BOISE, Idaho — The State Board of Education (SBOE) revised its back-to-school framework to reflect new recommendations based on new information.
“We want to make sure that guidelines that we had put out in July don’t hinder the good decision that is taking place and that we need to continue to take place,” SBOE President Debbie Critchfield said.
That idea lead the state board to revise the Idaho Back to School Framework colored categories. Those categories are meant as guidance for school districts on decisions in consultation with local health districts.
The goal behind the categories is to ensure schools operate as safely as possible during the pandemic.
These revisions come as more data and information becomes available eight months into the COVID-19 pandemic.
“We have seen that the infection rates in our schools are low, that it’s adults that are transmitting and contracting the virus at a higher rate. Our school districts are doing a very good job with their mitigation strategies,” Critchfield said. “I think the most significant change is the fact that we have expanded the red category to include other types of in-person delivery. It does not simply mean remote.”
Previously, placement in the red category meant community transmission of COVID-19 within a given district was high, so students would learn virtually full-time. For example, the West Ada School Board recently voted to continue a hybrid, alternating learning schedule while in the red category.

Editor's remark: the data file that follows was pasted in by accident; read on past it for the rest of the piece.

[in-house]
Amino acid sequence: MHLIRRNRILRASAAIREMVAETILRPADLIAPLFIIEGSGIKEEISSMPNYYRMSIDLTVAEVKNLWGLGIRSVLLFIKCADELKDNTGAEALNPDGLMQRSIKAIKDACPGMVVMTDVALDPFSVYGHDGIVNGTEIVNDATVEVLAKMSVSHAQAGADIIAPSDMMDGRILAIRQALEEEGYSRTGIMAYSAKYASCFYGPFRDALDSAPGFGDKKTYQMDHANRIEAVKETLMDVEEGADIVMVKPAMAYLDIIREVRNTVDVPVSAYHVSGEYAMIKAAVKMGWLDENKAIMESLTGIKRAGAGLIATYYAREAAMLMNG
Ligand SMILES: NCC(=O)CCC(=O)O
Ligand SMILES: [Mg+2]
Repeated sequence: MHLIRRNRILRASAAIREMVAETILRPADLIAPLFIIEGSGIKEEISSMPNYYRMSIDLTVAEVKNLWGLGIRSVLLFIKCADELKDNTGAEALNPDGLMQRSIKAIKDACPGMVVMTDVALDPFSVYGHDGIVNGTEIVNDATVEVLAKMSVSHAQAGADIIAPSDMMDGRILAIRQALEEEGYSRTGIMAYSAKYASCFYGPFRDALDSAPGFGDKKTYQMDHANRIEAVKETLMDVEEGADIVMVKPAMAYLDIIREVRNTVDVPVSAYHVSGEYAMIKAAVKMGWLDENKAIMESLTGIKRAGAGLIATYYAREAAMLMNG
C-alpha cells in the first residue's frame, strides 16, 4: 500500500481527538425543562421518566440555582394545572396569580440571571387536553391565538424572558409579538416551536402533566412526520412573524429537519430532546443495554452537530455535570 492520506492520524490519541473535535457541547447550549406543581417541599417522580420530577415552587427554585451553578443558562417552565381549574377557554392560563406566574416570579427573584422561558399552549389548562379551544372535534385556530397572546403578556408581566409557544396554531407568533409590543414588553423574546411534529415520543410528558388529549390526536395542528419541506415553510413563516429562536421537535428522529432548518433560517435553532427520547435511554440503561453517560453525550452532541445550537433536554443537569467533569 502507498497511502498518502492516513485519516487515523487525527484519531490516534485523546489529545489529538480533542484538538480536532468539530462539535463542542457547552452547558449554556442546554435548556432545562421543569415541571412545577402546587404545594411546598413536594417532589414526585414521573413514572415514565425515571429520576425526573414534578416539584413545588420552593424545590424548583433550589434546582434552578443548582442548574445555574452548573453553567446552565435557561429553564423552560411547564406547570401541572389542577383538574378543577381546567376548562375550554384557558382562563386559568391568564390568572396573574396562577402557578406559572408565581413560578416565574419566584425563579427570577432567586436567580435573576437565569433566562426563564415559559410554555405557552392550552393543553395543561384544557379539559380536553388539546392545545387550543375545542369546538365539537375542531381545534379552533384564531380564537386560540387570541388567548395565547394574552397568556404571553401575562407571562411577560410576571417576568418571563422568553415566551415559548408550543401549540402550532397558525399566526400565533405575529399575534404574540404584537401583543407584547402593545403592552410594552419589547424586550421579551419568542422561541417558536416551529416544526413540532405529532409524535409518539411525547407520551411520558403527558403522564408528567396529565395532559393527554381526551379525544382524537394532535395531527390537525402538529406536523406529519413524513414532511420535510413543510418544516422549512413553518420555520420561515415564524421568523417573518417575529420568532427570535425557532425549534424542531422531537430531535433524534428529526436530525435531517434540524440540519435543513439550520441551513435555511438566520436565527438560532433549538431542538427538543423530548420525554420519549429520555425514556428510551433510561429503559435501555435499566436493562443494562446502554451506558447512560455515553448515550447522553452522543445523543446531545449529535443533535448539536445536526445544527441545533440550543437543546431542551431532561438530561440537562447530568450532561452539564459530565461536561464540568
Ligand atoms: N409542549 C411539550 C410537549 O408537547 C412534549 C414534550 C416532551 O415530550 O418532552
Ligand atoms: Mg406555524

“We have learned that does not need to be the case. We can have in-person instruction happening within the red," Critchfield said. "We see it, we’ve got great examples of it and it’s functioning well. So, we wanted to update the guidance in red."
SBOE is aware of criticism surrounding in-person learning. Some have argued that schools in areas with high community spread should conduct classes remotely.
New information regarding virus transmission is a major factor in the revision of in-person learning plans.
“Does that mean that we don’t care about health and safety? No, but what it means is we are looking at how we manage that risk and, frankly, back in March we were not comfortable with a high level of risk," Critchfield said. "You saw schools closing down, there was a soft closure. We didn’t know and we were uncomfortable with that. But, as we’ve been in school and as we’ve been able to manage the circumstances, I think our comfort with risk, that level has risen."
Districts were previously placed into three categories but the amended plan adds a fourth category, the "orange" category, to the framework. Orange will take the place of the red category and signify high community transmission. Red will now signify critical levels of transmission.
The yellow category now signifies minimal to moderate community spread and the green category will signify no community spread.
Expanding the categories reflects a change already made by six of Idaho's seven health districts and provides flexibility to the state's school districts, according to SBOE.
"Health departments are working well with school districts to encourage their decision making and encourage them to have some maneuverability within the categories," Critchfield said. "This will help, we hope, to show that there is a lot of options out there. We want kids to be in school as much as is possible and hopefully, this will help support that."
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